But although the R.S.F. might portray victory as a necessary political revolution, it would struggle to gain widespread support. Wartime abuses by its fighters, including rape, have heightened existing hostility toward the group in Khartoum and northern Sudan. Residual military units, unwilling to accept General Hamdan’s leadership, would most likely fight on, analysts say.
An R.S.F. victory might also draw alarmed neighboring countries deeper into the fray.
President Abdel Fattah el-Sisi of Egypt has made little secret of his disdain for the R.S.F., which he views as unacceptable rulers of Sudan. To the west, Chad had adopted a more neutral public stance.
But Chad’s leaders also distrust General Hamdan and have privately indicated a willingness to intervene on the side of Sudan’s military if necessary, according to an American official briefed on Chad’s position who spoke anonymously to discuss a private conversation.
An Egyptian intervention in Sudan could further complicate matters if its regional rival, Ethiopia, is lured to the fight. Egypt and Ethiopia have been in dispute for years over a giant hydroelectric dam that Ethiopia is building on the Nile River close to its border with Sudan.
The other wild card is Russia, which has cozied up to General Hamdan, hoping to gaining naval access for its warships to Port Sudan, on the Red Sea. An R.S.F. victory could also be good news for Wagner, the Kremlin-backed private military company that mines for gold in Sudan and uses Sudanese territory to cross into the Central African Republic, where it fights alongside government forces.
Stalemate: The neighbors jump in.
The most volatile scenario involves a divided country, with both sides controlling different areas, and neither capable of outright victory, several experts said. State institutions would collapse. And foreign powers, hoping to back a winner, might be tempted to intervene.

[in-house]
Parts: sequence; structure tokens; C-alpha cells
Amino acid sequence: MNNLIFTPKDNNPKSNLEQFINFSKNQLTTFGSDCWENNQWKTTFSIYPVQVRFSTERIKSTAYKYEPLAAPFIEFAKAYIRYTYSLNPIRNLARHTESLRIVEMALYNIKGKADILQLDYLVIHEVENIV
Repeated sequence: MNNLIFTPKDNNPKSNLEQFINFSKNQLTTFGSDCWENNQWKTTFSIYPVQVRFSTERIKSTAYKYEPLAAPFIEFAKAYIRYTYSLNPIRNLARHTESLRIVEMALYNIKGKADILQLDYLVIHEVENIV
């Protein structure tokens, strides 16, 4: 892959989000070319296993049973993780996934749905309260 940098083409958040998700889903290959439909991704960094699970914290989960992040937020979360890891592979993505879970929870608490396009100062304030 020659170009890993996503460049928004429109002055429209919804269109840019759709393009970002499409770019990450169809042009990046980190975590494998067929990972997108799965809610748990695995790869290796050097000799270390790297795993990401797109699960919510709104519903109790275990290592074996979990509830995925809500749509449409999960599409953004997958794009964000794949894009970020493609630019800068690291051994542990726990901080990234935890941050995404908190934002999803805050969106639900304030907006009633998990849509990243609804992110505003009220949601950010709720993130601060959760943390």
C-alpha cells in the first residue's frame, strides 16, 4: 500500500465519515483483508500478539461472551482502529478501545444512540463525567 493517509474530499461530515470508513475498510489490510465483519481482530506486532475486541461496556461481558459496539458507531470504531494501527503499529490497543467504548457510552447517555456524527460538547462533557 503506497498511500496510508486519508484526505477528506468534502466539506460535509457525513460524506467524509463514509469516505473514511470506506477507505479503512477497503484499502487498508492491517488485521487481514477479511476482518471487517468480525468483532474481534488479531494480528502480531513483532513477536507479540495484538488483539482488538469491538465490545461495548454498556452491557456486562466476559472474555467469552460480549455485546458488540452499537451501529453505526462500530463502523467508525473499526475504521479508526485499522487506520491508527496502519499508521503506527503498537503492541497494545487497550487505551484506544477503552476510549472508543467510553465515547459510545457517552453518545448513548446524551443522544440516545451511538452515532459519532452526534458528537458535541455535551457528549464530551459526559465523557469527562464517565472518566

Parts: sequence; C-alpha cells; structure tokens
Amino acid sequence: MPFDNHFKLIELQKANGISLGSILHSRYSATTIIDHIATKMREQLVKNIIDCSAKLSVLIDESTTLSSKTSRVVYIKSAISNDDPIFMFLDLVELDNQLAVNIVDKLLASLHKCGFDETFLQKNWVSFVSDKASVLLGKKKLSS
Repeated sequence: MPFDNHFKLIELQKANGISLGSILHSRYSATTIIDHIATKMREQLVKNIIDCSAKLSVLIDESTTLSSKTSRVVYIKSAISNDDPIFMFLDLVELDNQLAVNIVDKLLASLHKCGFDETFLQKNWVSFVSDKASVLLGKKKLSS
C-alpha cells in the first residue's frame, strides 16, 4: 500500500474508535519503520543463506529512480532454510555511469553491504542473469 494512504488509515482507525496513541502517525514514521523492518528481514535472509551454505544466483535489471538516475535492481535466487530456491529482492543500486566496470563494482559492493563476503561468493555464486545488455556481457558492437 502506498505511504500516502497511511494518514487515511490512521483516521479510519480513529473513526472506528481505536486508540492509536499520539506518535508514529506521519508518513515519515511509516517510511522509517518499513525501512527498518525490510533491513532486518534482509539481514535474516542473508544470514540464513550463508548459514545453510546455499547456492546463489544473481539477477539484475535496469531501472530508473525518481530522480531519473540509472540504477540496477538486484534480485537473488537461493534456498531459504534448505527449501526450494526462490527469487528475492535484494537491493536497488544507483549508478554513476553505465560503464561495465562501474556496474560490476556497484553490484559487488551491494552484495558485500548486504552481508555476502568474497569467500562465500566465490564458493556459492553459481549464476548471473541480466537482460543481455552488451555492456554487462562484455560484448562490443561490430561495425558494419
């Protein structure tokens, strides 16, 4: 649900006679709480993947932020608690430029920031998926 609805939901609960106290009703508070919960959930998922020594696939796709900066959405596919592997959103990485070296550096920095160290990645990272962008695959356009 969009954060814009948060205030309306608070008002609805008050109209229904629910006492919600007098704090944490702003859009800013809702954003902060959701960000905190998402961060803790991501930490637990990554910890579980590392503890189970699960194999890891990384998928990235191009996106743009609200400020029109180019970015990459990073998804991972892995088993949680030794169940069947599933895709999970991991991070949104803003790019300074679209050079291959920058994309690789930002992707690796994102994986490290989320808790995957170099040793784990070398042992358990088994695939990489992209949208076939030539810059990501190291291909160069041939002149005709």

Some have already tried. American officials say that Wagner offered surface-to-air missiles to General Hamdan in the opening days of the fighting.
As recently as last year, the R.S.F. also received military equipment from the United Arab Emirates, a rich Persian Gulf country with a growing record of shipping weapons to its favored proxies in the region.
The U.A.E. and Saudi Arabia have invested billions of dollars in Sudan in recent years, seeing it as a potential future food supply base.
African neighbors might also want to defend their interests — not just Egypt and Ethiopia, but also Eritrea, the tiny country east of Sudan, whose dictatorial ruler has a long history of military interference in the region.
A stalemate could also cause Sudan to rip apart from internal pressures.
Decades of civil conflict have left the country with numerous armed groups in the Darfur, South Kordofan and Blue Nile regions. Though they have stayed out of the war so far, they could easily leap into the melee to settle scores or protect their interests.
Negotiated Peace: A distant hope, for now.
Peace efforts led by American and Saudi mediators in the Saudi port city of Jeddah have yet to produce a cease-fire. But the hope is that they might pave the way for a rapid deployment of peacekeepers to Sudan, most likely from the African Union, which would, in turn, facilitate top-level negotiations to forge a durable settlement.
For now, that is a distant prospect. Any real peace would likely need to involve Sudan’s pro-democracy groups, which have so far been excluded from the talks in Jeddah. Critics say that is an ominous sign, suggesting major powers could strike a deal, in the name of peace, that entrenches the generals who started the war.
Another possible path to stopping the fighting involves coordinated pressure from foreign backers of the rival generals. But those backers have clashing goals for Sudan: While African and Western countries want democracy, Arab powers and Russia would prefer a more pliant autocracy, analysts say.
Whatever Sudan’s fate, experts say, the country is at a major crossroads, perhaps its most wrenching moment since independence in 1956 — a high bar in a country that has endured numerous rebellions, coups and waves of genocidal violence.
“You can’t rule anything out,” Endre Stiansen, Norway’s ambassador to Sudan, said in an interview. “Which is why the two sides needs to come together to stop the fighting.”